In the tough times, pat answers don't work very well--either profferred or received--and the general tone of the Bible is that God and the other characters in there don't like them much more than I do. There are also lots of people in the Bible who got kind of upset at God about some things, and at some point in my life I began to feel that it was okay to do this, and so I did. Fairly often. Sometimes on behalf of other people, though usually, I confess, when things weren't going the way I wanted them to go for me.
Somewhere along this line of processing, I kind of lost the concept of the sovereignty of God. If you had asked me if I believed in it (and sometimes the Item does), I would have said yes, but I preferred to emphasise free will, because it's hard to get over some of the tough stuff when you think God made it happen, and didn't just allow it. I'd rather blame people, and human sin's infecting and breaking the world.
Well, I do think sin is the ultimate problem, and I do think there truly is human free will, even though I don't know how it fits into all this, but during the last few weeks, as I've been dealing with the latest stressors and reading through the lectionary and listening to the sermons, I've been thinking I should just go back to trusting God's sovereignty.
It's kind of hard and scary to trust, when you see that He, in His sovereignty, allows or even makes bad things happen. I still want to say He doesn't make them happen, but that's scary, too, because it implies He's disconnected, and I don't believe that, either.
Pat answers, it seems to me, are dishonest. But lately I've been thinking that sometimes my doubt is a little dishonest, too. Sometimes I doubt just for the sake of doubting; I feel simultaneously edgy and trendy. I'm kind of wondering, these days, if part of the exercises in frustration I've been going through lately are on purpose. I wonder if God is sending them so I can stop getting so all-in-a-wad about life. God doesn't always exact a reversal in circumstances. But sometimes He does, and if He's going to, I don't want to be whinging so much that I don't notice. I don't want to be surrounded by miracles and leave them standing out in the street. And if He doesn't reverse things, I don't want to miss out on what He's going to do instead.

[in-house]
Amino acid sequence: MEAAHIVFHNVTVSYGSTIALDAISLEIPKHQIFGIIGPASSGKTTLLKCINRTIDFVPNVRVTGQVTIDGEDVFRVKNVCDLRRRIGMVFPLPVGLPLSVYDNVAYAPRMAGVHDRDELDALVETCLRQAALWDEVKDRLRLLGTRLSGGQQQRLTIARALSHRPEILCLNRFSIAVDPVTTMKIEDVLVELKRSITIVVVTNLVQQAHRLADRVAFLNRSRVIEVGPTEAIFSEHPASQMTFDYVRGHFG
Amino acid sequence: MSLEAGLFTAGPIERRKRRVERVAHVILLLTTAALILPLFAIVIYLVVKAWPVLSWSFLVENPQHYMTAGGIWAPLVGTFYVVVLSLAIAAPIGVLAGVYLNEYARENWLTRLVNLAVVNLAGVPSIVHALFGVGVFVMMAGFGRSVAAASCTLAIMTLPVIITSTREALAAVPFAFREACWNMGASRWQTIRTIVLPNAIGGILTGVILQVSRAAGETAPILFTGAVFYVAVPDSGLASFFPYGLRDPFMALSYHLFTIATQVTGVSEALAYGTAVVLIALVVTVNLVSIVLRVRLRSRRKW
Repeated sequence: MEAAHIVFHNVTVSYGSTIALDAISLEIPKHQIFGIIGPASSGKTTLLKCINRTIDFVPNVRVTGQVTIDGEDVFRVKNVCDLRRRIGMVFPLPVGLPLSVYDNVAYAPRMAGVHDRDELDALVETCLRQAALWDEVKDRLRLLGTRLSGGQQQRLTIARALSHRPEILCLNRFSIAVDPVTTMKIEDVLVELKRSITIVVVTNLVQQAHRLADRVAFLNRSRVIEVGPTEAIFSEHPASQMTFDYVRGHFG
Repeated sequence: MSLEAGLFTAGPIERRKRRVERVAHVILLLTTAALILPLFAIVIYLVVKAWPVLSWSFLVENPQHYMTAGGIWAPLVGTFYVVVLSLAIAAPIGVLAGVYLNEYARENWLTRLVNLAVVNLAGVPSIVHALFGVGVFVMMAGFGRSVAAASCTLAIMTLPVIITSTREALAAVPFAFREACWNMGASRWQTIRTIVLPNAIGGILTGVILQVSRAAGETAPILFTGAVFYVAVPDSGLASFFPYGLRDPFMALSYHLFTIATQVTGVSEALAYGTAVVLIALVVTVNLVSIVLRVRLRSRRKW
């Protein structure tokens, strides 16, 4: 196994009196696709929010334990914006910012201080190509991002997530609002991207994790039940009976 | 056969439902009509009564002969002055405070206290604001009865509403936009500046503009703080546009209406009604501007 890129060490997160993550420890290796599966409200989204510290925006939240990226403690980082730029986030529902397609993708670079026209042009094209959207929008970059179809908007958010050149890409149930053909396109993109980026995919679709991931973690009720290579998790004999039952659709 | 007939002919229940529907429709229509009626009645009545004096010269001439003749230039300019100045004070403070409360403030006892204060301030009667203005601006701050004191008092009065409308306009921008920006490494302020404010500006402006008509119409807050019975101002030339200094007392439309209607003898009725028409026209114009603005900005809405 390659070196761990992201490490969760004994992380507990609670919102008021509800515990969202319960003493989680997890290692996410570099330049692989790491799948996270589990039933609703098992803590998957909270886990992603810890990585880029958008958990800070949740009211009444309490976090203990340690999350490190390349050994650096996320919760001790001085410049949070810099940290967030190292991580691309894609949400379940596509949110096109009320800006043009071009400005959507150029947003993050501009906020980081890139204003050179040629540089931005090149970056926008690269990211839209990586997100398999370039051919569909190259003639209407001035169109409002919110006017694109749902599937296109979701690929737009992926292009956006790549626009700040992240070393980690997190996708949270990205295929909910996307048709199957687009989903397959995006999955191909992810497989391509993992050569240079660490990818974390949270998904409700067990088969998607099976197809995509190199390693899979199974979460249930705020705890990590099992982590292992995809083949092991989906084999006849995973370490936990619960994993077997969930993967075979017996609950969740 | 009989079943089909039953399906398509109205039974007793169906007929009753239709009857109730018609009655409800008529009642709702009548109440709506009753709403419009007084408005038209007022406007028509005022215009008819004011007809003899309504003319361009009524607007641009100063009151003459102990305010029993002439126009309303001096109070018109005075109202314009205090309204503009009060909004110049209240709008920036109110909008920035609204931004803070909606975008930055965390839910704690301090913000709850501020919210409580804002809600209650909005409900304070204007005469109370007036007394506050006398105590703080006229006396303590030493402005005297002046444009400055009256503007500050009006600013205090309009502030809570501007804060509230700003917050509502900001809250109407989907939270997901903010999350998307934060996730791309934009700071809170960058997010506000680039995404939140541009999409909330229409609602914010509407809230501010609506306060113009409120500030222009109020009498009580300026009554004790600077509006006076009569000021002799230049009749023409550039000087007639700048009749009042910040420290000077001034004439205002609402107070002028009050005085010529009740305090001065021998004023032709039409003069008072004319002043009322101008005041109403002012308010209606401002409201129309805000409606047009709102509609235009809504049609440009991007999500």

I reckon it takes equal strength and obstinance to trust or to doubt. Lately it has occurred to me that all this doubting is making me tired, and also not very healthy. I've read lots of books on apologetics that satisfy my intellect at the time, but I know plenty of people who don't find that sort of arguments satisfying at all. I don't retain apologetic arguments well. Then there are experiences. My modus operandi of the last few years has been to see negative experiences as arguments against the Christian God, in the face of which I struggle with great fortitude to believe.
I don't think faith will ever be just a walk in the park for me (though it does often involve walking). I do think there's a point where eventually you realise that there are good logical and emotional arguments on either side of the faith issue, and you just have to come down on one. But I already know which side I come down on. It is almost, sometimes, like I don't, er, have a choice. So, if I'm going to be a follower of Jesus, it would probably be a lot pleasanter for both of us (not to mention all-y'all) if I spent some of my obstinance trying to see and bring about the glory God intends to come through the hard times, rather than getting distraught about them.
Yesterday, Pastor Steve talked about how God's sovereignty is, in the end, more comforting than not. It doesn't explain exactly why things happen, but it does mean things are not out of control as I feared. I mean, not if you look at it this way:
There is no attribute more comforting to His children than that of God’s sovereignty. Under the most adverse circumstances, in the most severe trials, they believe that sovereignty has ordained their afflictions, that sovereignty overrules them, and that sovereignty will sanctify them all. (Charles H. Spurgeon, attrib.)